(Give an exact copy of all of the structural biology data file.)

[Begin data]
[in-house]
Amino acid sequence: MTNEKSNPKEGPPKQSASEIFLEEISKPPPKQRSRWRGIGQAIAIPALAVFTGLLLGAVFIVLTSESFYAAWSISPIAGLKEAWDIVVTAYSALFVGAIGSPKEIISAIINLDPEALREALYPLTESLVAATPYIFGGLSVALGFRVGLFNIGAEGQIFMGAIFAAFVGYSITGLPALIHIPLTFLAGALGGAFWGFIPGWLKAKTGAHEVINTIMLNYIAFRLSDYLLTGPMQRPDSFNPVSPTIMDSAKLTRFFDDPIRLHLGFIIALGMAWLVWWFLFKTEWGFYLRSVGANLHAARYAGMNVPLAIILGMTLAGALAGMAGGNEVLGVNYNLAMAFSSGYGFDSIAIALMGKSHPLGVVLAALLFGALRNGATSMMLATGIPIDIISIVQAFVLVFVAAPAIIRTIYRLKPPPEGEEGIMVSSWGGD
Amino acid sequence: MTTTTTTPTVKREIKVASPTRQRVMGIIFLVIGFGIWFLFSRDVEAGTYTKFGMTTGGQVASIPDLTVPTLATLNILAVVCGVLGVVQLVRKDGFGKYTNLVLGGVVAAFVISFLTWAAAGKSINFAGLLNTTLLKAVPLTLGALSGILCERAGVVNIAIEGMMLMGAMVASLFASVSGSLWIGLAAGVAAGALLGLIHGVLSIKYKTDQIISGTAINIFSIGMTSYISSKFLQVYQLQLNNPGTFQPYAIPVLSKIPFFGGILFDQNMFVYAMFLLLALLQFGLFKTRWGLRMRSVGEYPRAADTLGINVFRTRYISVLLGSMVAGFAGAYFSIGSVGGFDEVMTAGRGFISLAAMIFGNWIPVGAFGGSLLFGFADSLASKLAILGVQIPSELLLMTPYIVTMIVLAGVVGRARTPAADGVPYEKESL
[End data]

[in-house]
Amino acid sequence: MTNEKSNPKEGPPKQSASEIFLEEISKPPPKQRSRWRGIGQAIAIPALAVFTGLLLGAVFIVLTSESFYAAWSISPIAGLKEAWDIVVTAYSALFVGAIGSPKEIISAIINLDPEALREALYPLTESLVAATPYIFGGLSVALGFRVGLFNIGAEGQIFMGAIFAAFVGYSITGLPALIHIPLTFLAGALGGAFWGFIPGWLKAKTGAHEVINTIMLNYIAFRLSDYLLTGPMQRPDSFNPVSPTIMDSAKLTRFFDDPIRLHLGFIIALGMAWLVWWFLFKTEWGFYLRSVGANLHAARYAGMNVPLAIILGMTLAGALAGMAGGNEVLGVNYNLAMAFSSGYGFDSIAIALMGKSHPLGVVLAALLFGALRNGATSMMLATGIPIDIISIVQAFVLVFVAAPAIIRTIYRLKPPPEGEEGIMVSSWGGD
Amino acid sequence: MTTTTTTPTVKREIKVASPTRQRVMGIIFLVIGFGIWFLFSRDVEAGTYTKFGMTTGGQVASIPDLTVPTLATLNILAVVCGVLGVVQLVRKDGFGKYTNLVLGGVVAAFVISFLTWAAAGKSINFAGLLNTTLLKAVPLTLGALSGILCERAGVVNIAIEGMMLMGAMVASLFASVSGSLWIGLAAGVAAGALLGLIHGVLSIKYKTDQIISGTAINIFSIGMTSYISSKFLQVYQLQLNNPGTFQPYAIPVLSKIPFFGGILFDQNMFVYAMFLLLALLQFGLFKTRWGLRMRSVGEYPRAADTLGINVFRTRYISVLLGSMVAGFAGAYFSIGSVGGFDEVMTAGRGFISLAAMIFGNWIPVGAFGGSLLFGFADSLASKLAILGVQIPSELLLMTPYIVTMIVLAGVVGRARTPAADGVPYEKESL